If he was seen and diagnosed with an infection, that would explain many of these symptoms, and Bactrim is an excellent antibiotic for these infections.
The other major issue, though, is that these symptoms are concerning that he may need a significant amount of fluid. He may be getting low in fluid, either because of increased fluid loss related to the infection and frequent urination, plus a significant infection will cause a significant increase in need for fluid. If he is low in fluid, that can cause the pounding heart and dizziness.
Checking the blood pressure in the three positions is the best that can be done at home to assess whether he is low in fluid. If you could do it, it would be the change in blood pressure and pulse in the three positions that would be pertinent, rather than the raw numbers. Since you do not have a BP monitor, then the next option would be to try to dramatically increase fluid intake to see if it helps to ease symptoms. So, it would be good to drink at least 2 liters of hydrating fluids, such as sports drinks, to see if it helps ease the pounding chest and dizziness.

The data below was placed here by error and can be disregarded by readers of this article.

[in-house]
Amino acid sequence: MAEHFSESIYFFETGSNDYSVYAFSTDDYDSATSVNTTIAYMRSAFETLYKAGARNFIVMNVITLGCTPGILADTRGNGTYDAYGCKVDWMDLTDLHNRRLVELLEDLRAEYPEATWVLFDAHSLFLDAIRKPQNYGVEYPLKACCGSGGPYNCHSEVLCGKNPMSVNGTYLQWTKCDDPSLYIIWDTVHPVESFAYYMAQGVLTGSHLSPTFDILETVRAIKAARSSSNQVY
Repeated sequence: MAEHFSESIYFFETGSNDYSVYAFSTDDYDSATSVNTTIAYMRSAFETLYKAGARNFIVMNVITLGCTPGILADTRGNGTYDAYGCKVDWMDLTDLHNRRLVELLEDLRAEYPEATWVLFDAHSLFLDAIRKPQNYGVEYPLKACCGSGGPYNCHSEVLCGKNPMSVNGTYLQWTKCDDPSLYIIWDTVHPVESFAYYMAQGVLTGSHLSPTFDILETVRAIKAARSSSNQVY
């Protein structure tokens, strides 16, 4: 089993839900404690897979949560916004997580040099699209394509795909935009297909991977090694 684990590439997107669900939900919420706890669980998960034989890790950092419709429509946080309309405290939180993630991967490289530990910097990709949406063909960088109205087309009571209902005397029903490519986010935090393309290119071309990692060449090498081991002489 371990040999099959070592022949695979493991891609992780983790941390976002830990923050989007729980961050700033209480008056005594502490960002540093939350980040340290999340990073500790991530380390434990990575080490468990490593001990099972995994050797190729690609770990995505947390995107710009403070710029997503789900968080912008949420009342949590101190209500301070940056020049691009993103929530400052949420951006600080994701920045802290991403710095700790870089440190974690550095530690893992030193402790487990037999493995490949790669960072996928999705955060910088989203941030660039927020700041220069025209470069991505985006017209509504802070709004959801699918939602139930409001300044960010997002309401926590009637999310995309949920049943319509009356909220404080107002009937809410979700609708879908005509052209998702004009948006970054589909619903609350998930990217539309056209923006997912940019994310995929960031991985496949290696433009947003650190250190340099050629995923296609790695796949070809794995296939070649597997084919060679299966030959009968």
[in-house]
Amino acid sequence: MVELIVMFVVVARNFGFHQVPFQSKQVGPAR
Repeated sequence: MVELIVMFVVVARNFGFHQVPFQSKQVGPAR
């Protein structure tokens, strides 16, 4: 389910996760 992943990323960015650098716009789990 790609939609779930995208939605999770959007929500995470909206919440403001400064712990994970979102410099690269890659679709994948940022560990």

There are many other tests that can be done by a doctor to assess hydration status, but it would be necessary to be seen again. If he is able to get improvement in symptoms from hydration, then that is a good sign, but if he does not have improvement in symptoms or if the nausea limits his ability to be drinking this amount of fluid, then he will do better being seen again.
If I can provide any clarification, please let me know.